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US concerned over China's satellite-killing test [Copy link] 中文

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Post time 2007-2-6 11:21:16 |Display all floors

Australia called in Chinese Ambassador

but
But, cooperation between China & America & Russia, will be the best choice, for the sake of using the best technology to advance our living standard.


Australia hauled the Chinese Ambassador into DFAT to demand an explanation for the test!

China is the third nation to demonstrate the capability to intercept an orbiting satellite. China is not the first, not the second, but the third. So, by definition, China is not driving the arms race in space, rather, China perceives a potential threat to her security and is reacting to it by developing counter-measures.

Now why didn't Australia demand an explanation from former President Reagan back in 1983 for his Strategic Defence Initiatives (SDI), nicknamed "Star Wars"?

Like I said, racial hatred is never far from the surface when dealing with Howard's ilks. It is alright for the whities to threaten the world with an arms race in space, but it is definitely not alright for a developing country like China to defend herself.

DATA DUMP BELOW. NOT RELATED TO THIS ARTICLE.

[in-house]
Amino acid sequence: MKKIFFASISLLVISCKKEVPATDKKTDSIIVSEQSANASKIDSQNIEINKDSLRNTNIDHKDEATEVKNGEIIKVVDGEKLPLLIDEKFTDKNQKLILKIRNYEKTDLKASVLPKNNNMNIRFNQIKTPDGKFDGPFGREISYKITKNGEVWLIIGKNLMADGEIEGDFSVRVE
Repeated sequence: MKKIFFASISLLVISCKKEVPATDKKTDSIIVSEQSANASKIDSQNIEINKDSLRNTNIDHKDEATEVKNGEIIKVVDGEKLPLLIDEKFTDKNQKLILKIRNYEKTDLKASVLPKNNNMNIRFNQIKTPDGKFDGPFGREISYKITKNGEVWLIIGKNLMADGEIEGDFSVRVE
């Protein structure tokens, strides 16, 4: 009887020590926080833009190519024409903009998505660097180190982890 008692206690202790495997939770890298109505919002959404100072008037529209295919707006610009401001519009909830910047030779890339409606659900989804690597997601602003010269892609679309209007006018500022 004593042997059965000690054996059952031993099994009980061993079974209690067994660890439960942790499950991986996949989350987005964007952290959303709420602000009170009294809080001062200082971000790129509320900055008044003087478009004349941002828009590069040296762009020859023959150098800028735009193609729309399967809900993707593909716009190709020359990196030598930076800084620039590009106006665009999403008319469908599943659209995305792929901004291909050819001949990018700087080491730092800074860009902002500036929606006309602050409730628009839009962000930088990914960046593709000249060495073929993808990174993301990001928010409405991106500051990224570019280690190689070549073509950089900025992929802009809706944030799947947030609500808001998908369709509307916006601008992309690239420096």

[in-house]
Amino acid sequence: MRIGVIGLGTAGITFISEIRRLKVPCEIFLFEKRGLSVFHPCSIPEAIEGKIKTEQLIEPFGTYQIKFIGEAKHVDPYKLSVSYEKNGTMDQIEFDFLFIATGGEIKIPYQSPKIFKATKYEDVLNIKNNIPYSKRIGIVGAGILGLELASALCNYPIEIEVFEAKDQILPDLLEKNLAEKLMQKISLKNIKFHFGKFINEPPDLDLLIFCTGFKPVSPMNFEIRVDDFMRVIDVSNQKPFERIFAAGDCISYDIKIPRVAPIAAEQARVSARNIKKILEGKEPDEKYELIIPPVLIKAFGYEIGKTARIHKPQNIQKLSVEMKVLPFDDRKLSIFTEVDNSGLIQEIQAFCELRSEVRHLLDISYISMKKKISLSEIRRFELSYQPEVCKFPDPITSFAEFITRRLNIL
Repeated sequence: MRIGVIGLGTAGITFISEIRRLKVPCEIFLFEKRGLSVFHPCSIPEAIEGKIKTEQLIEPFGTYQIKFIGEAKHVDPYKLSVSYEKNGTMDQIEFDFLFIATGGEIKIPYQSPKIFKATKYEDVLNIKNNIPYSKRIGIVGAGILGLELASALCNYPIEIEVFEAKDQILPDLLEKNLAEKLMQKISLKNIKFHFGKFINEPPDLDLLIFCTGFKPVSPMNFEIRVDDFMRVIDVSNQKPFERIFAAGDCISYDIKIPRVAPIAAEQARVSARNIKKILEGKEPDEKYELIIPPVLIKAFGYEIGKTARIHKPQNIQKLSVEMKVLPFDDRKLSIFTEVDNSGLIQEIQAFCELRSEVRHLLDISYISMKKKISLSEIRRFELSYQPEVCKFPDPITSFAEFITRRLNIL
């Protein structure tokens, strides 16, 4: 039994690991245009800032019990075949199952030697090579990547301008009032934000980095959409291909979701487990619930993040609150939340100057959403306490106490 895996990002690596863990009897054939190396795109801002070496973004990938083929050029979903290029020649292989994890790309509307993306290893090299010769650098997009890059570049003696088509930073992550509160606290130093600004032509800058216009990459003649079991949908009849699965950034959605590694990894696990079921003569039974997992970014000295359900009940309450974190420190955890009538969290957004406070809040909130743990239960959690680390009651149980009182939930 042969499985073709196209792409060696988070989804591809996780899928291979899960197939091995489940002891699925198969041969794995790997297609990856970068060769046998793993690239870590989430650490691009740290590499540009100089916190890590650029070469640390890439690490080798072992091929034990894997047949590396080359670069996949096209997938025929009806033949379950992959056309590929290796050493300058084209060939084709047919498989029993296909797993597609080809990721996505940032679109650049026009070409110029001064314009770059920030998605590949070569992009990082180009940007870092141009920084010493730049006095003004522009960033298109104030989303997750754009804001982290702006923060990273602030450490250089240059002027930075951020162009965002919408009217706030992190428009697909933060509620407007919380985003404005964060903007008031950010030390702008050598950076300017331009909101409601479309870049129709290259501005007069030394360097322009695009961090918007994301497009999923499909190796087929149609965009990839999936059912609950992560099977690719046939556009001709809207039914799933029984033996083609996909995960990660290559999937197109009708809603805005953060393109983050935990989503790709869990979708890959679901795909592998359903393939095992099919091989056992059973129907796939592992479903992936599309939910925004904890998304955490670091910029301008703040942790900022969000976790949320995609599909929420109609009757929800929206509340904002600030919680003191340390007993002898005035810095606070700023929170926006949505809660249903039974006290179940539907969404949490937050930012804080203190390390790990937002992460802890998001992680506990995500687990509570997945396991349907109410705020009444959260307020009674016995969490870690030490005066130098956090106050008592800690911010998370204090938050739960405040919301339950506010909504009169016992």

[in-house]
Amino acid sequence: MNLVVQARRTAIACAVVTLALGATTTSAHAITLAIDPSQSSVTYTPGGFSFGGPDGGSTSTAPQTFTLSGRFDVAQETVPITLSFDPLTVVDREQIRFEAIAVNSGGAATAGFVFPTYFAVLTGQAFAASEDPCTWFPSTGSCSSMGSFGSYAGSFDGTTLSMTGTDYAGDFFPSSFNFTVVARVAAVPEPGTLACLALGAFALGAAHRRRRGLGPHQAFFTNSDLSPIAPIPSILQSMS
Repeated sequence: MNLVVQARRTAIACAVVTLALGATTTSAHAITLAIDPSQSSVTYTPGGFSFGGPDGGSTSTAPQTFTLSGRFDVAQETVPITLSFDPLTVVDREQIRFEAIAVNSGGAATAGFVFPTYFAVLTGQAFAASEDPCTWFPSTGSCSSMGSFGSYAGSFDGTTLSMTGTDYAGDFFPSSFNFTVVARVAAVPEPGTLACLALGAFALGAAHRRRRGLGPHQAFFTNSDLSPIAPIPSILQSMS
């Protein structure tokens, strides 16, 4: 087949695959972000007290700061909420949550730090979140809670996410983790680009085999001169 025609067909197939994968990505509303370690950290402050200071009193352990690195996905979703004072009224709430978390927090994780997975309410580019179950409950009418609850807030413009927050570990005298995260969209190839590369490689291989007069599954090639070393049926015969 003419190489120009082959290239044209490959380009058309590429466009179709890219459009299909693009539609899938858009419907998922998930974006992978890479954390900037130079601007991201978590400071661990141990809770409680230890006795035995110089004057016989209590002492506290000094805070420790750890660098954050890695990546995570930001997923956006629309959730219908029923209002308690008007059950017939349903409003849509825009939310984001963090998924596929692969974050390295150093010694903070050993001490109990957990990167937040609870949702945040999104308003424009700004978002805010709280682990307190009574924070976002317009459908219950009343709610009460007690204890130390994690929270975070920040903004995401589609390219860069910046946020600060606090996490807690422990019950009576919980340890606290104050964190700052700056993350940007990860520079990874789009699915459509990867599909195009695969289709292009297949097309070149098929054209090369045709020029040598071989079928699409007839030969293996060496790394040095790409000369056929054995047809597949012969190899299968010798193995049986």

So once again, my question: "Why didn't white Australia haul the USofA Ambassador into DFAT to demand an explanation for former President Reagan's SDI?"

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Post time 2007-2-13 10:44:00 |Display all floors

latest news: China says no more satellite-killer tests

China says no more satellite-killer tests

TOKYO (AFP)  -- China does not plan another anti-satellite test, its defence minister was quoted as saying, a month after Beijing became the third country to shoot down an object in space.

National Defence Minister Cao Gangchuan also repeated that China had no hostile intent in carrying out the satellite-killer test, said Japan's former defence chief Fukushiro Nukaga, who met with him in Beijing.

"China conducted a scientific and technical experiment," Nukaga quoted Cao as saying, according to Kyodo News.

"It is not targeted at any country and is not a threat to any country. We do not plan further tests," Cao was quoted as adding.

China on January 11 destroyed one of its own orbiting weather satellites in space with a ballistic missile. The only other countries to carry out such "Star Wars" experiments were the United States and the former Soviet Union, which entered a moratorium in 1985 amid concern over debris in space.

The Chinese test triggered an outcry worldwide, including from the United States and Japan, which both have many spy satellites in space.

China had earlier pressed the United States for a permanent ban on satellite-killer tests, but Washington has resisted.